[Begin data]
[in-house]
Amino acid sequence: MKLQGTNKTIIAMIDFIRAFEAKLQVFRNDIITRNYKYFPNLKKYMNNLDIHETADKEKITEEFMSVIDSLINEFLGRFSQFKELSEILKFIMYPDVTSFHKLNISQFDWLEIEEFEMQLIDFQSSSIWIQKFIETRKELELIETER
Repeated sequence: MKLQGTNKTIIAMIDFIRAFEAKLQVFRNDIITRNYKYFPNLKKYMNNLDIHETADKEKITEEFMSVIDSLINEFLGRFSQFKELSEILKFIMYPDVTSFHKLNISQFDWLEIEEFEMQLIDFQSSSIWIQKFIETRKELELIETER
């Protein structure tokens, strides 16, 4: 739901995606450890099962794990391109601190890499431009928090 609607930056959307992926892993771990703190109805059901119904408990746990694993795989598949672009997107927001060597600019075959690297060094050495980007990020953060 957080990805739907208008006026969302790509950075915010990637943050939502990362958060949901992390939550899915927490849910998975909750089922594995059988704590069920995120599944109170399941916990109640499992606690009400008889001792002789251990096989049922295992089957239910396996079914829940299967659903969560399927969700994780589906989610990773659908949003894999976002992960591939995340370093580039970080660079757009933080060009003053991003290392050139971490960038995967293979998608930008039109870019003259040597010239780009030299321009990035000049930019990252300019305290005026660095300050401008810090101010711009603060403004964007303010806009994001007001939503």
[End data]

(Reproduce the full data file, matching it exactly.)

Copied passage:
[in-house]
Amino acid sequence: MKLQGTNKTIIAMIDFIRAFEAKLQVFRNDIITRNYKYFPNLKKYMNNLDIHETADKEKITEEFMSVIDSLINEFLGRFSQFKELSEILKFIMYPDVTSFHKLNISQFDWLEIEEFEMQLIDFQSSSIWIQKFIETRKELELIETER
Repeated sequence: MKLQGTNKTIIAMIDFIRAFEAKLQVFRNDIITRNYKYFPNLKKYMNNLDIHETADKEKITEEFMSVIDSLINEFLGRFSQFKELSEILKFIMYPDVTSFHKLNISQFDWLEIEEFEMQLIDFQSSSIWIQKFIETRKELELIETER
């Protein structure tokens, strides 16, 4: 739901995606450890099962794990391109601190890499431009928090 609607930056959307992926892993771990703190109805059901119904408990746990694993795989598949672009997107927001060597600019075959690297060094050495980007990020953060 957080990805739907208008006026969302790509950075915010990637943050939502990362958060949901992390939550899915927490849910998975909750089922594995059988704590069920995120599944109170399941916990109640499992606690009400008889001792002789251990096989049922295992089957239910396996079914829940299967659903969560399927969700994780589906989610990773659908949003894999976002992960591939995340370093580039970080660079757009933080060009003053991003290392050139971490960038995967293979998608930008039109870019003259040597010239780009030299321009990035000049930019990252300019305290005026660095300050401008810090101010711009603060403004964007303010806009994001007001939503």